Universal Design for Learning (UDL) Guidelines for Mobile Devices and Technology Integration in Teacher Education

Universal Design for Learning (UDL) Guidelines for Mobile Devices and Technology Integration in Teacher Education

Neal Shambaugh (West Virginia University, USA) and Kimberly K. Floyd (West Virginia University, USA)
DOI: 10.4018/978-1-5225-2953-8.ch001
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Abstract

Universal Design for Learning (UDL) guidelines provide recommendations for flexible technology integration in teacher education. With the advent of mobile devices, such as smartphones and tablets, how do educators in teacher education programs (teacher education faculty, preservice teachers, public school teachers) use mobile devices within a flexible curriculum that addresses the learning of diverse students? Section one of this chapter describes the legal and administrative context for accessibility, the UDL conceptual framework, technology integration in teacher education, the TPCK model for technology integration, and the use of mobile devices in teacher education. Section two provides recommendations for applying UDL principles to mobile devices in public schools.
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Any instructional innovation requires careful consideration of the context for its use, a set of realities, which drive the lives of teachers and consequently influence student performance and developmental growth. A summary of major legislation for accessibility, best practices for web accessibility standards, and the institutional review of courses and curriculum, addresses the legal side of accessibility for mobile devices.

The major relevant legislation includes the Americans with Disabilities Act (ADA) of 1990 and Sections 504 (rights to persons with disabilities) and 508 (eliminate barriers in technology and ensure accessibility by Federal agencies) of the Rehabilitation Act Amendments of 1973 (and as amended in 1992 and 1998). Both pieces of legislation protect individuals with disabilities from discrimination. Technical standards of Section 508 of the Rehabilitation Act cover accessibility of software, web-based information, and technology applications such as audio and video. Section 508 addresses legal compliance of Federal agencies and units doing business with the Federal government. Section 508 also includes technical standards against which products can be tested to determine if they meet technical compliance.

Key Terms in this Chapter

NETS: National Educational Technology Standards developed by the International Society for Technology in Education (ISTE). Standards were developed for students, teachers, and administrators.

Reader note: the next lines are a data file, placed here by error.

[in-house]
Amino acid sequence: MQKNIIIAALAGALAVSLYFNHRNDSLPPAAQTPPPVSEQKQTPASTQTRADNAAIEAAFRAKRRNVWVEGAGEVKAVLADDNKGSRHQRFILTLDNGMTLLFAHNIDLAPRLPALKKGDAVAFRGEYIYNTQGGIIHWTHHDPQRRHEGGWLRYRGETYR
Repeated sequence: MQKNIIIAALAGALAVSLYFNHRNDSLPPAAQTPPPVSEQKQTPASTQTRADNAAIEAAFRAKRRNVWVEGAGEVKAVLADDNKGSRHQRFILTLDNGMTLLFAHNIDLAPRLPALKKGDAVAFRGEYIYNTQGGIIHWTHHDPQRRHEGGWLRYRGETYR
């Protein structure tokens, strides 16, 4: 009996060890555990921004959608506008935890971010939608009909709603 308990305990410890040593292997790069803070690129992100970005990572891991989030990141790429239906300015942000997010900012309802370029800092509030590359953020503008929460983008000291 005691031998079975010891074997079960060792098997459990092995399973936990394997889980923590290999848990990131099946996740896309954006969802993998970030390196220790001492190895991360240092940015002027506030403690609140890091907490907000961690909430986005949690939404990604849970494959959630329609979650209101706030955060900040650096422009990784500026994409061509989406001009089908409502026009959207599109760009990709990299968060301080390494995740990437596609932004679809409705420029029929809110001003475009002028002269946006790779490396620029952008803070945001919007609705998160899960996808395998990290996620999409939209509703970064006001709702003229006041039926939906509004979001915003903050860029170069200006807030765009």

21st Century Learning Standards: A national standards initiative specifying foundational learning outcomes but adding higher level outcomes of critical thinking and problem solving.

Assistive Technology: Hardware and software, which address individual physical and learning needs.

Asynchronous Delivery: Online activity which is accessed by student on their own time.

Synchronous Delivery: Online activity when instructor and students participate at the same time.

Technological Pedagogical Content Knowledge (TPCK): A technology integration framework from Koehler and Mishra (2008) based on the relationships between content knowledge, pedagogical knowledge, technological knowledge, and technological content knowledge.

Universal Design (UD): Characterizing design processes and designed products that serve people across their lifespan.

Center for Applied Special Technologies (CAST): The organization which developed the UDL framework.

Universal Design for Learning (UDL): A framework of ensuring that diverse learners have access to and receive appropriate education.

Personal Data Assistants (PDA): Hand-held devices enabling anywhere, anytime communication and activity.

Affordances: Attributes or features of a designed object that enable humans in some way.

Professional Learning Communities (PLC): Work teams in public schools usually organized around grade levels to investigate specific topics for professional development.

Digital Divide: The idea that some people do not have access to technology.

Web Content Accessibility Guidelines (WCAG): Guidelines for making web content accessible to diverse learners, published by the Web Accessibility Initiative, now in a 2.0 version.

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